Another week went by in such a manner, we had been at sea for about 18 days now, and during our daily brainstorming sessions in the Wardroom (Officers Mess) we had some young blood amongst the officers feeling restless who started questioning the aim of our mission and whether the submarine was taking the correct action to which our capable Captain reminded them of the principles of war with the salient one being singularity of aim. On Day 15 in the patrol area as we were having our meeting in the Combat Information Centre, we heard the loud report by Sonar, “CIC, this is Sonar, contact on bearing 295”. This started the flurry of activities, the claxon was sounded for Battle Stations which was like sweet music to the ears of the crew. I could see, they came running to man their posts with a smile and a spring in their step.
After quickly assessing the target’s identity of which we had previous intelligence and estimating its target motion parameters, making an assessment of target range, the submarine went in for a deep dive to record the parameters of seawater temperature and density. This is normally done to make out the various layers created in the water which would deflect the acoustic noise coming from the target and thus guide the submarine about existence of shadow and illumination zones for positioning herself either to carry out an attack or evasion.
On completion of the deep dive, the submarine returned to attack depth for the main purpose of our mission. For the next 18 hours or so, we tracked and moved about at will like a cat playing with its prey at all depths conducive to our mission maintaining stealth at all times. This merchantman oblivious of our presence was moving about in the sea in a suspicious manner, frequently altering course using a route not frequented by shipping traffic at sea. Soon it went out of our area and the lull returned for another two weeks.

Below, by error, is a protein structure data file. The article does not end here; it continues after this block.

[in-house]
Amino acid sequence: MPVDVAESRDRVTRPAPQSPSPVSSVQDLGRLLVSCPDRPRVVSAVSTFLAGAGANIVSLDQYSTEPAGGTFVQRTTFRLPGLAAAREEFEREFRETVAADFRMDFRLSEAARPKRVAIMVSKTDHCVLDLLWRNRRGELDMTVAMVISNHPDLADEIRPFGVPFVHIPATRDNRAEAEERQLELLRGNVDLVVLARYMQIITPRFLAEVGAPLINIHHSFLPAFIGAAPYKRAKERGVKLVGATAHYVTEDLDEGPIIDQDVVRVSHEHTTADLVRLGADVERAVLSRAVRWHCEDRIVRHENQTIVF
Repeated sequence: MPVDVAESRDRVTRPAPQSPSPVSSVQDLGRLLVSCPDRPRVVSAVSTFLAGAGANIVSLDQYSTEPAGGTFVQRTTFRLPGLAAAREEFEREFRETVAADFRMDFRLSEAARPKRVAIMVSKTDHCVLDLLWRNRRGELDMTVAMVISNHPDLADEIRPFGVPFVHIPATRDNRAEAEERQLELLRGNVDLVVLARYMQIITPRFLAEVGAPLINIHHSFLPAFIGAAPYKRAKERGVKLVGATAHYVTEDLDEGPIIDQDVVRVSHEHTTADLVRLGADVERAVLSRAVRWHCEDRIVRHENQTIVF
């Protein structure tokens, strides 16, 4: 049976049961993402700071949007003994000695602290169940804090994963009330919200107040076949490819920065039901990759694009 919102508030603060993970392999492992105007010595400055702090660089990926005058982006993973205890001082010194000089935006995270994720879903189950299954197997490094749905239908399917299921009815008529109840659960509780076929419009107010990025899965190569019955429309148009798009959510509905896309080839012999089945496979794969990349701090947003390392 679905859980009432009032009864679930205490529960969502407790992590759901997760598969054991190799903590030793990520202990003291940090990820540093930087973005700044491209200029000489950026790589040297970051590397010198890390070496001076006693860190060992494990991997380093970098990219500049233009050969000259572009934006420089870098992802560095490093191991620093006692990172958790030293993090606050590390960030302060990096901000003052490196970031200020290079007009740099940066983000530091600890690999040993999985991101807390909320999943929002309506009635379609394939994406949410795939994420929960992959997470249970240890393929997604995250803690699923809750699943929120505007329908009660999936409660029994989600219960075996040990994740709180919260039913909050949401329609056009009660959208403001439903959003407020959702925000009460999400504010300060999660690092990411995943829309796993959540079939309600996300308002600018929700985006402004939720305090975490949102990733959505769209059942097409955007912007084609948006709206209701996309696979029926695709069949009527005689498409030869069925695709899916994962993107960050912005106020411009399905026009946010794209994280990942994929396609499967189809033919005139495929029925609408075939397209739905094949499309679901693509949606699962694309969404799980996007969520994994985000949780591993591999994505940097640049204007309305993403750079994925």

So ended our total patrol of about six weeks, wherein, we saw only 22 hours of intense action with the balance of time spent in nothingness. Strangely, on this sea sortie, there were no other craft encountered except of course near the mouth of the harbour of our home base. To keep the human mind occupied and stop playing tricks is a very daunting task requiring innovativeness in people handling. On entry to harbour and a detailed debrief, our mission was classified 100% successful as we had intercepted the correct target and achieved all mission aims. If a submarine could do this once, then it could repeat such an action at will at any other time as well, was the important lesson learnt.
The spider is a great teacher and its virtue of patience was once again reinforced into our psyches.